A current project involves revamping the former Sandy Creek Inlet Rail Bridge near the southern end of Lake Hume to complete the missing link in the section of trail between Wodonga and Tallangatta. The project involves reinstating 30 concrete columns rising 12 m from the lake's floor, spanned by a 2.8m wide deck and safety rails. Viewing platforms will be built at each end of the bridge to provide areas to rest, take photos and enjoy the scenic countryside around Lake Hume.


Bonegilla Migrant Camp - Block 19

The Bonegilla Migrant Reception and Training Centre was set up on a 130-hectare former WWII army camp near Bonegilla for housing post-war immigrants. The camp received more than 300,000 migrants during its operating period from 1947 to 1971 and over 1.5 million Australians are estimated to descend from these migrants.

The camp had the most basic facilities. It contained 24 blocks each with a communal kitchen, mess hut and bath/toilet blocks. The accommodation itself was in ex-Army unlined timber-framed buildings with corrugated iron walls. The rooms were designed to accommodate 20 people and contained no internal partitions. From 1951 onwards, the internal walls were slowly lined and painted and cubicles installed, allowing some privacy.

The centre was remote from the larger cities and generally attracted little attention from the Australian press, except in 1949 when 13 newly-arrived children died from malnutrition. There were protests about food and conditions in 1952 and Italian and German migrants staged a riot in 1961, smashing the employment office and clashing with police. These events embarrassed Australian authorities, leading to a review of settlement policies. Of the 24 blocks, only Block 19 remains which is now listed under the National Heritage List and functions as a museum and interpretive centre.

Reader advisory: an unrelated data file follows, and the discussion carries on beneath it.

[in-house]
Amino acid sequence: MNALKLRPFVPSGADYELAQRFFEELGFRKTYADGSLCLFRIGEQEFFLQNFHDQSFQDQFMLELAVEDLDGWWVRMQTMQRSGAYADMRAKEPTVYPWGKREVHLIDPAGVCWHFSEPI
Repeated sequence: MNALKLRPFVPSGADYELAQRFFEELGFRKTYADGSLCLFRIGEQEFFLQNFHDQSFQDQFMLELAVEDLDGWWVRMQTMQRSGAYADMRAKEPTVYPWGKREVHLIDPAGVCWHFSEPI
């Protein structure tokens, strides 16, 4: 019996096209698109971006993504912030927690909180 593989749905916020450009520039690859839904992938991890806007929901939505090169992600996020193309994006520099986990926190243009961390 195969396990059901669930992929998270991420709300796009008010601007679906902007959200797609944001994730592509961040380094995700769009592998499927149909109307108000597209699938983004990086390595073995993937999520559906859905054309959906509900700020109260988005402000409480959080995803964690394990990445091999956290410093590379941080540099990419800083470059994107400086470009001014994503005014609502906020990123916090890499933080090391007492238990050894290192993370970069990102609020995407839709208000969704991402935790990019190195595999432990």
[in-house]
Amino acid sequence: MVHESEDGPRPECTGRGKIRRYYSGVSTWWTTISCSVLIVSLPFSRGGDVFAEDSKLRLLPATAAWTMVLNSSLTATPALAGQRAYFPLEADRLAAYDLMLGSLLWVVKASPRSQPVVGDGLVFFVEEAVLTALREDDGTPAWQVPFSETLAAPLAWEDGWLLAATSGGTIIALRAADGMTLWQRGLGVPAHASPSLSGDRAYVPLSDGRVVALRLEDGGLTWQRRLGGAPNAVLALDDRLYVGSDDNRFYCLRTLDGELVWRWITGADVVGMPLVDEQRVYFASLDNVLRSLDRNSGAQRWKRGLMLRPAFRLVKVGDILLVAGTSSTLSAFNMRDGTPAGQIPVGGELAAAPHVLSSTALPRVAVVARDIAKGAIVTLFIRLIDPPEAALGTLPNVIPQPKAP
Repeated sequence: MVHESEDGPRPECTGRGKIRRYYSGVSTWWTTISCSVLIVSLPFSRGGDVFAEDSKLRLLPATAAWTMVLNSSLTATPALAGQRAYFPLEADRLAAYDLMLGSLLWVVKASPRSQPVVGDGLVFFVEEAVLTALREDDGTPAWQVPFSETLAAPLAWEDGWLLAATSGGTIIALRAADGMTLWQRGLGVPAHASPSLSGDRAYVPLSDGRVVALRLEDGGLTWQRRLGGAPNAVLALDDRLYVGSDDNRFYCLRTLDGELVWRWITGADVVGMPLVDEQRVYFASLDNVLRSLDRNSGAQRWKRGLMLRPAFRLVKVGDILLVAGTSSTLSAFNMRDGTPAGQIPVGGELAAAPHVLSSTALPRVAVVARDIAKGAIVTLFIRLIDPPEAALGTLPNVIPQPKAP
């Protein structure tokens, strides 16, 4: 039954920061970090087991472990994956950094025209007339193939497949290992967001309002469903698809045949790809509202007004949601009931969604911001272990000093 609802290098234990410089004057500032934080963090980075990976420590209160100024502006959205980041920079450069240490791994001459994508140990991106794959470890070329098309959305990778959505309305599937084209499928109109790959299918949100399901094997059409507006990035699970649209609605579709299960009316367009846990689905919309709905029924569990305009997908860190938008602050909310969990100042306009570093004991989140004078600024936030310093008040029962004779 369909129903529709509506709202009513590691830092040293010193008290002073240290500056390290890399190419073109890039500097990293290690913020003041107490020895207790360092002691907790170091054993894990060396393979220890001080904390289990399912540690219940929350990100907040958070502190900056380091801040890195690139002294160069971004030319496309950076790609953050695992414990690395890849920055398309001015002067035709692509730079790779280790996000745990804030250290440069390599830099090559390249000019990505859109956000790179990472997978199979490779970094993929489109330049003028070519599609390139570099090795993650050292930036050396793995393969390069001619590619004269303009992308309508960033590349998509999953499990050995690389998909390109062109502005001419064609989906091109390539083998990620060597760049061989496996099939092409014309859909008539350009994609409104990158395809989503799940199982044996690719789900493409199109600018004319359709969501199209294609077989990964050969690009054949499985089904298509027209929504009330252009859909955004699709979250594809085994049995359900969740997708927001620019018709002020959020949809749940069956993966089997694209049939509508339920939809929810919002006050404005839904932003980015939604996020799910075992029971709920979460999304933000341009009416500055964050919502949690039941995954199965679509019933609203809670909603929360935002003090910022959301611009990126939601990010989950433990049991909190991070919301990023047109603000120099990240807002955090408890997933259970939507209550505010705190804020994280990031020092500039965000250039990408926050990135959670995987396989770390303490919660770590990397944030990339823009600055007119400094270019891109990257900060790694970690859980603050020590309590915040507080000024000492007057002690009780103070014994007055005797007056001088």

Ref: 1, 2, 3, 4, 5, 6, 7, 8, 9, 10, 11


Sunday, May 20, 2012

Altona Loop Forum 1st Anniversary

The Altona Loop Group held its first anniversary public forum last Thursday 17th May 2012. Credits should go to Metro CEO Andrew Lezala and PTV (Public Transport Victoria) executives for their attendance in the presence of an uncompromising audience.

Some positive outcomes arise from this forum. Andrew Lezala has made the following promises:
  • Reducing waiting times at Newport from 7 to 4 minutes.
  • Minimizing cancellations through the Altona Loop because of the 22 minutes service frequency, in response to complaints that Altona residents need to wait at least 44 minutes for the next train in the event of cancellations.
  • Investigating and fixing early train departures.
  • Extracting Altona Loop data from the Werribee Line's performance data. Currently, data are only measured at Laverton, Newport and Flinders Street for the Werribee Line.
  • Providing the Altona Loop group with quarterly performance data.
  • More informative announcements on trains going to the Altona loop stations.

Other plans/promises include:
  • New disabled access ramp to bridge the gap between the platform and trains at Newport (read this).
  • Building a new shelter at Newport.
  • Reducing the waiting times at Laverton (Altona to Werribee travel) from the current 17 minutes (response from PTV to a written question from the audience).
  • Reversing the Altona loop timetable changes only after 2016 when capacity is freed on the Werribee Line track by transfer of V-Line trains to the Regional Rail Link (Ref 1, 2).

PTV's Director of Network Operations, Norman Gray gave a rough estimate of the cost to duplicate the Altona Loop at a modest $10-12 million, excluding costs to purchase land. PTUA (Public Transport User Association) President Daniel Bowen commented that this is just a fraction of the $93 million spent on upgrade works at Laverton station.

With partial duplication (from Laverton to Westona and from Seaholme to the Altona Junction, just beyond the Refinery), land acquisitions could be eliminated or minimized.  Hence, the duplication of the Altona Loop is something economically affordable and which the community should lobby for.